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Hussein Wins Jordan Struggle, Pro-West Khalidi New Premier; House Votes Post Office Funds

By The ASSOCIATED Press

AMMAN, Jordan, April 15--Young King Hussein, backed by tough Bedouin fighters of the Arab Legion, won today in his struggle to give Jordan a moderate government purged of Communists and extremists.

Dr. Hussein Fahkri Khalidi, 61-year-old Palestinian refugee who has shown leanings toward the West, was named prime minister in a seven-man Cabinet.

His appointment ended a six-day crisis set off by Hussein's ouster of Prime Minister Suleiman Nabulsi, a moderate Leftist who headed the powerful National Socialist party. Nabulsi is included in the new Cabinet as a concession to the party, which controls 13 seats in the 40-man Parliament. But no other National Socialist is included.

Hussein emerged from the crisis with greater stature than ever. The 21-year-old King was ruling through virtual martial law.

House Approves Post Office Funds

WASHINGTON, April 15--The House approved an extra 41 million dollars for the Post Office Department today in a move to get quick restoration of normal mail services.

The deficiency bill was passed on a voice vote and sent to the Senate, which may act on it tomorrow.

Postmaster General Summerfield has announced he won't start to restore the service cutbacks until President Eisenhower signs the legislation and Summerfield is certain he will have enough money to maintain normal operations through June 30, the end of the fiscal year.

Swedish Officials Indicted

STOCKHOLM, Sweden, April 15--A legal expert of the Swedish Atomic Energy Commission and a former navy draftsman were formally charged today with espionage for "a foreign power," presumably meaning Soviet Russia.

The indictment accused the nuclear lawyer, Robert F. Damstedt, 29, and draftsman Gosta T. Jakabsson, 35, of conspiring to ship out blueprints of Swedish submarines. It made no mention of any transmission of atomic secrets.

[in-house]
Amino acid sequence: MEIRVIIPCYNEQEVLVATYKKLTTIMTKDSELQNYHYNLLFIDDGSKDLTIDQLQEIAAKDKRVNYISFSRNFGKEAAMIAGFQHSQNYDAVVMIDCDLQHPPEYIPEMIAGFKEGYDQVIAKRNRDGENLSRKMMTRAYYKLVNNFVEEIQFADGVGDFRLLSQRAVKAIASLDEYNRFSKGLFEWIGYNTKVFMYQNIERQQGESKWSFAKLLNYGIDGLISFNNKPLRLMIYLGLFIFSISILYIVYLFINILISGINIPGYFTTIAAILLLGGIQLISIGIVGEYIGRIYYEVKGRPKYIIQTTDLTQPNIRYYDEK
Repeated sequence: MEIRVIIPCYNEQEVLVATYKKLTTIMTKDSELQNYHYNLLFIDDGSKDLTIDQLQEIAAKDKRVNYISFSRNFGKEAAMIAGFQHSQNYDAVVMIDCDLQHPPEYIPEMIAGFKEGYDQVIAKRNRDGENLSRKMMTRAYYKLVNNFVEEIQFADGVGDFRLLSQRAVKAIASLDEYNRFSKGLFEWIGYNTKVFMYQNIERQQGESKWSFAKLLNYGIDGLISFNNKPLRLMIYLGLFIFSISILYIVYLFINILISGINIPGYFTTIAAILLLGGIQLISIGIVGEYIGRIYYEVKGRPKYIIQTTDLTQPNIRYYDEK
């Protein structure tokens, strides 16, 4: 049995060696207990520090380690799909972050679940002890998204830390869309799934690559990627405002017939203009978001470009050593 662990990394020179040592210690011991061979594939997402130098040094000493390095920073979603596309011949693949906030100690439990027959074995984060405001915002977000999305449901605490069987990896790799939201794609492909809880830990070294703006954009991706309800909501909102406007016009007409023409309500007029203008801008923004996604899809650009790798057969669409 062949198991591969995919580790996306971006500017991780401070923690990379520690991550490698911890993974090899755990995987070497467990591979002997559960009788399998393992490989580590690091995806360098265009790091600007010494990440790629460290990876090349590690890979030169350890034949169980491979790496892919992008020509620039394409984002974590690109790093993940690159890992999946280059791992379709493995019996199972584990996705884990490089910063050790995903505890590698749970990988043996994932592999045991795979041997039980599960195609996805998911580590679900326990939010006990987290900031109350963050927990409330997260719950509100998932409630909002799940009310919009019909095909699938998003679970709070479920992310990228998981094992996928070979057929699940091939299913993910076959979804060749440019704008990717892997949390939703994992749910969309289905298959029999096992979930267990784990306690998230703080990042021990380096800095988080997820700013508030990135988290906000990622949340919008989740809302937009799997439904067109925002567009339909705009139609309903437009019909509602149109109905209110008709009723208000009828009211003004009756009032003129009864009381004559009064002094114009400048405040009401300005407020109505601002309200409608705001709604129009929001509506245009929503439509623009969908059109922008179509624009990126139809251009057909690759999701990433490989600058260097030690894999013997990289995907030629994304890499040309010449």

"They are people with somewhat extravagant drinking habits who talked a little bit too much about things they intended to do, but may not have done it," a Foreign Office spokesman said. "These men have confessed to the police that they intended to sell these blueprints to the Russians."

A.P. News in Brief

The British government yesterday asserted its right to declare a danger area for H-bomb tests in the mid-Pacific, and said any trespassers will be there at their own risk.

Minister of Supply Aubrey Jones in a brief statement to the House of Commons, stood by Britain's plans to conduct the test. It proceeded a major debate today on the government's plans to streamline conventional defense forces and rely on guided missiles and atomic power as a deterrent to war. The Labor party has proposed a motion of censure against the government and is demanding postponement of the H-tests until efforts can be made to gain agreement for calling them off.

The Senate Judiciary Committee put off action on the civil rights issue again yesterday, but Chairman Eastland (D-Miss.) said it probably would begin considering the legislation April 29. Eastland wouldn't predict when the committee might take a vote, but Sen. Neely (D-W. Va.) offered an estimate that it never would.

After only ten minutes debate, the Senate yesterday passed by voice vote a bill to increase the interest ceiling on government savings bonds to 3 1/4 per cent from 3 per cent

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